Beautiful, secluded, and with incredible ocean views—it’s no wonder lighthouses have a special place in our hearts. As evolving technology renders these stunning structures obsolete, conservation groups are working to preserve, protect, and raise awareness of America’s lighthouses so that future generations can enjoy and appreciate not just the lighthouses themselves, but the history of the lighthouse keepers who watched over them.
Each year on August 7, lighthouse organizations across the country celebrate National Lighthouse Day with tours, programs, and educational activities. It may not be an official holiday (yet), but it’s a great excuse to check out a nearby lighthouse—especially if you’re on vacation! Although there are hundreds of beautiful lighthouses all across America, here are nine of our favorites.
East Coast Lighthouses
Portland Head Light – Cape Elizabeth, ME
The oldest lighthouse in Maine and one of the oldest (and most-photographed) lighthouses in the country, Portland Head Light was completed in 1791. Located five miles south of Portland, Maine, the lighthouse sits on a scenic promontory with beautiful views of distant islands and four additional light stations. The nearby town of Cape Elizabeth is known for its gorgeous parks and beaches, which are perfect for hiking, sunbathing, bird watching, and swimming. Be sure to bring your camera along for this one!
Long Point Lighthouse – Provincetown, MA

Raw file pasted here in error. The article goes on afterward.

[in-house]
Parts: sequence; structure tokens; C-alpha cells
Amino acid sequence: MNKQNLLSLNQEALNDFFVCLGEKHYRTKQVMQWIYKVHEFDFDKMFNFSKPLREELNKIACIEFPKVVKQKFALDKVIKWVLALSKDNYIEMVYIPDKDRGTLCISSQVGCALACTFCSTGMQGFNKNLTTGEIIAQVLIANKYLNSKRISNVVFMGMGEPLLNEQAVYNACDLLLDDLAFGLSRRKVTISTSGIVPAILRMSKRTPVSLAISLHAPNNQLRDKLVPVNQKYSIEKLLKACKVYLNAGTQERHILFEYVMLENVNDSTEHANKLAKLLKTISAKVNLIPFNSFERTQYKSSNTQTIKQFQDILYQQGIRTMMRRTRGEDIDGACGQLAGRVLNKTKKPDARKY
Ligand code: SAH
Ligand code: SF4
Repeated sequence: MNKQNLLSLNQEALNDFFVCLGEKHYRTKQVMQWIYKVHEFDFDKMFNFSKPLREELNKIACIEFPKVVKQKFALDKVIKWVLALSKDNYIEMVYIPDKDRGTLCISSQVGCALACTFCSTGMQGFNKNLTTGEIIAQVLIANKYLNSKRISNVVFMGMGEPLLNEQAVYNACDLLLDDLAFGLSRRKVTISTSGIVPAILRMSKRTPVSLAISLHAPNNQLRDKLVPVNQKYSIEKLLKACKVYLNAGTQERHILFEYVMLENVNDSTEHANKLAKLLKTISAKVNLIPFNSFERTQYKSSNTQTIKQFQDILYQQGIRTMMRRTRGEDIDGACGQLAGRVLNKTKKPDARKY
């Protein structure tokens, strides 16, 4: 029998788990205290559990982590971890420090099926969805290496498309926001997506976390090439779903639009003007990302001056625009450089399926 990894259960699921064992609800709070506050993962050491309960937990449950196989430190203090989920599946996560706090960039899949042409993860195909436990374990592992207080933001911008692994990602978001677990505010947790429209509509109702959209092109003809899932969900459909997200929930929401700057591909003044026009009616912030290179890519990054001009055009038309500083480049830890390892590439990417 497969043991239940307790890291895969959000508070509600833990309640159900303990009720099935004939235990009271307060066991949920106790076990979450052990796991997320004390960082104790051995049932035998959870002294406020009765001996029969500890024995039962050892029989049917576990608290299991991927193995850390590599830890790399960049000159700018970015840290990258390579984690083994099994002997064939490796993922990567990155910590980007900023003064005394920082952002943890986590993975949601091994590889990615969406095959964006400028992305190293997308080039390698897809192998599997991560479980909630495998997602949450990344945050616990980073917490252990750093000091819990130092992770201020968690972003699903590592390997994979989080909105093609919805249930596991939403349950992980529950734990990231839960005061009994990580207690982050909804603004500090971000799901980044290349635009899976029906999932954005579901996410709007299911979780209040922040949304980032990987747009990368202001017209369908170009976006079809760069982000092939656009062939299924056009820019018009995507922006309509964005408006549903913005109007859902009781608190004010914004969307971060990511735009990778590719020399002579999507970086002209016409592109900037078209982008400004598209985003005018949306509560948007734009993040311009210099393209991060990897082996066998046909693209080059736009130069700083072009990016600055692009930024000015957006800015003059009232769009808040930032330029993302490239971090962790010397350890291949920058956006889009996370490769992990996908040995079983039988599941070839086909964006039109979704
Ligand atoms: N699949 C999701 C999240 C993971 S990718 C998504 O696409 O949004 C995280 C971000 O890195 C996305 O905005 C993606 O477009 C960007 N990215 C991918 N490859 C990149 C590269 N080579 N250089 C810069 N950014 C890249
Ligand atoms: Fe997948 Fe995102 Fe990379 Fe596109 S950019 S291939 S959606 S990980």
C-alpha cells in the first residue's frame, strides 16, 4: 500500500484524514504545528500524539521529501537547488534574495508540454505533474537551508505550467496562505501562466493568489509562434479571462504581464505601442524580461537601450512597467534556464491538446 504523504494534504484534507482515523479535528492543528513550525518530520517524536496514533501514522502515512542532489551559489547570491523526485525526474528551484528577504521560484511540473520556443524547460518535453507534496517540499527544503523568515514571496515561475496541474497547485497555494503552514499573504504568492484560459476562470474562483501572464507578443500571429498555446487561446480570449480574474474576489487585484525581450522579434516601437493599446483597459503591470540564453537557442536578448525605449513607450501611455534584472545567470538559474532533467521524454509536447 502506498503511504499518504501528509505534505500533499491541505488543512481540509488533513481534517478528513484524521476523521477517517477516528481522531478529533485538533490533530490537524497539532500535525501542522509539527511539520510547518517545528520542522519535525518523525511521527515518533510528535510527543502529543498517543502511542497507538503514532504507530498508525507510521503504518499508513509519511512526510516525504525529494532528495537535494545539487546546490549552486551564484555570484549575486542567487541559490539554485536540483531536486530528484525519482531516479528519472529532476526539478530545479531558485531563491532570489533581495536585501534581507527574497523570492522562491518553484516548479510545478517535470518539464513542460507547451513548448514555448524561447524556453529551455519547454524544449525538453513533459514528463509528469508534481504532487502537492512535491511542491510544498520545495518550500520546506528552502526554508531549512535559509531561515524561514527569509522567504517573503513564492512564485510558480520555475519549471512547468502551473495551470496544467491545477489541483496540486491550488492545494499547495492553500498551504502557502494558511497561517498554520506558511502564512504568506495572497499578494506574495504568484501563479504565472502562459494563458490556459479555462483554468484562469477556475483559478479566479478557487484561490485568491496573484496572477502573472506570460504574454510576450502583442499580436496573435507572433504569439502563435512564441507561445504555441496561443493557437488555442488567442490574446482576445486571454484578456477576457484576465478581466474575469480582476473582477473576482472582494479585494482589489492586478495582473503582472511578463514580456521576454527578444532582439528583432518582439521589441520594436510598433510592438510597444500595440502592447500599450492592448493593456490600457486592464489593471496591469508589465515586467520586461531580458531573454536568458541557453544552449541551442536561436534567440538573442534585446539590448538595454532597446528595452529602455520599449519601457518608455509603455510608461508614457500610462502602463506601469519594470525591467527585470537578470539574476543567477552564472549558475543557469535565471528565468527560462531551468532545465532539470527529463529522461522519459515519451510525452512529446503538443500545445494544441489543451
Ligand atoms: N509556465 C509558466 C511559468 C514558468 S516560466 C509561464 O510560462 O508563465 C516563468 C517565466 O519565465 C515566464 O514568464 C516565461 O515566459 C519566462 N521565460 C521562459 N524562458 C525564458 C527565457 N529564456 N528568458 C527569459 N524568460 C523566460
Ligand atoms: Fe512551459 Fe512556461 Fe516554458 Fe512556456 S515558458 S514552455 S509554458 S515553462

At the farthest end of Cape Cod sits Long Point Lighthouse, which can only be reached by foot. Those who brave the two-and-a-half-mile hike across the causeway to get to the lighthouse will be rewarded with panoramic views of Provincetown and the Pilgrim Monument. There are several other lighthouses surrounding Provincetown, including Wood End Light and Race Point Light, and Provincetown itself boasts beautiful beaches and an impressive arts scene, making it an exceptional place to visit any time of the year.
Tybee Island Light Station – Tybee Island, GA
Originally built in 1736 and standing 145 feet high, the Tybee Island Light Station has the distinction of being both the oldest and tallest lighthouse in Georgia. Tickets to tour the lighthouse also include access to a historic cottage and a museum, which is housed in a former military battery. The Tybee Island Light Station and the neighboring Cockspur Lighthouse make a great day trip from Savannah, but if you’re looking for a more leisurely vacation, consider staying on Tybee Island itself—the Fort Screven historic district and assorted shops and restaurants are guaranteed to delight you.
St. Augustine Lighthouse – St. Augustine, FL
The striking black and white stripes of the St. Augustine Lighthouse have stood watch over this stretch of the Florida shoreline for more than 200 years. Intrepid visitors can climb all 219 steps to reach the top of this lighthouse, which rises 165 feet above sea level. In addition to gorgeous views and an impressive maritime museum (housed in the painstakingly restored Keepers’ House), the St. Augustine Lighthouse offers exclusive paranormal tours several nights a week. As the oldest continually occupied European settlement in the United States, it goes without saying that the city of St. Augustine is a history buff’s dream, and with great history comes great ghost stories.